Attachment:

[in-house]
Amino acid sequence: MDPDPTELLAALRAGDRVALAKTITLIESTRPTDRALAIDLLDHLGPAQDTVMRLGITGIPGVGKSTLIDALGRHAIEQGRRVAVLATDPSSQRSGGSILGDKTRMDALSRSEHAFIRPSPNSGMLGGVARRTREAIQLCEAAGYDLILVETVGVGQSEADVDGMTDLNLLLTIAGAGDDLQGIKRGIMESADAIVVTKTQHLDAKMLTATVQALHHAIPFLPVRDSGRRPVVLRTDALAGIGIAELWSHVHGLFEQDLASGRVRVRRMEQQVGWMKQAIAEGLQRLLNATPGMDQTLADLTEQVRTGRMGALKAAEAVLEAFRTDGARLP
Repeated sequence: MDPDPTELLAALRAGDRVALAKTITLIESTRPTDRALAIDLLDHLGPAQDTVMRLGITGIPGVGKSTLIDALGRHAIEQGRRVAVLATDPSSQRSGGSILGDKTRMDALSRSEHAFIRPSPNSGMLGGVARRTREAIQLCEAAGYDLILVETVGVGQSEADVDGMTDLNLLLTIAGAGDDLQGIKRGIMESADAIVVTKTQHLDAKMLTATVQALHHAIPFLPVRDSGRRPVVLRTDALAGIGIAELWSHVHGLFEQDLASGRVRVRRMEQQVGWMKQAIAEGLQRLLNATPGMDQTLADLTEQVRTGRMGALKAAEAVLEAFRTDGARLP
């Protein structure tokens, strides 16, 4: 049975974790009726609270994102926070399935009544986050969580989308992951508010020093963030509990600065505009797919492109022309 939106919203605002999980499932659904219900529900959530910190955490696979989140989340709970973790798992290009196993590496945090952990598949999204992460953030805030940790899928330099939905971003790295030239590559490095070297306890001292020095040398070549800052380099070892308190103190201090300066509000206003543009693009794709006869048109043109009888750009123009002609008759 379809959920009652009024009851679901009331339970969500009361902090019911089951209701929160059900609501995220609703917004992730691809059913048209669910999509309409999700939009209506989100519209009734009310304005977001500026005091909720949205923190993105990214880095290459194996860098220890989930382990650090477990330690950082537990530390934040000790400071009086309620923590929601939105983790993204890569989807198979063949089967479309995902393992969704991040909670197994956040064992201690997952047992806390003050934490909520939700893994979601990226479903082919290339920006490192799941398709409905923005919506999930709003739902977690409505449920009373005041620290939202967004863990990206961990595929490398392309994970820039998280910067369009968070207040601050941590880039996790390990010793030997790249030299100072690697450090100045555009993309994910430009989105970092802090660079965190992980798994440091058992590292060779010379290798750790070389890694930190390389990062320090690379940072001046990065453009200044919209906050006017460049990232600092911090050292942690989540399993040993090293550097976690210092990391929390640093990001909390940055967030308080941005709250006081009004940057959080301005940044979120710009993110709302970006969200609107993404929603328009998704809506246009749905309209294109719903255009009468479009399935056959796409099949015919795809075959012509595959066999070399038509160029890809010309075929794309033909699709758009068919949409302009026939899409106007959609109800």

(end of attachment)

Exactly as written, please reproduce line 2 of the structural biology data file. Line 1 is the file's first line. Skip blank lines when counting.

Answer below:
Amino acid sequence: MDPDPTELLAALRAGDRVALAKTITLIESTRPTDRALAIDLLDHLGPAQDTVMRLGITGIPGVGKSTLIDALGRHAIEQGRRVAVLATDPSSQRSGGSILGDKTRMDALSRSEHAFIRPSPNSGMLGGVARRTREAIQLCEAAGYDLILVETVGVGQSEADVDGMTDLNLLLTIAGAGDDLQGIKRGIMESADAIVVTKTQHLDAKMLTATVQALHHAIPFLPVRDSGRRPVVLRTDALAGIGIAELWSHVHGLFEQDLASGRVRVRRMEQQVGWMKQAIAEGLQRLLNATPGMDQTLADLTEQVRTGRMGALKAAEAVLEAFRTDGARLP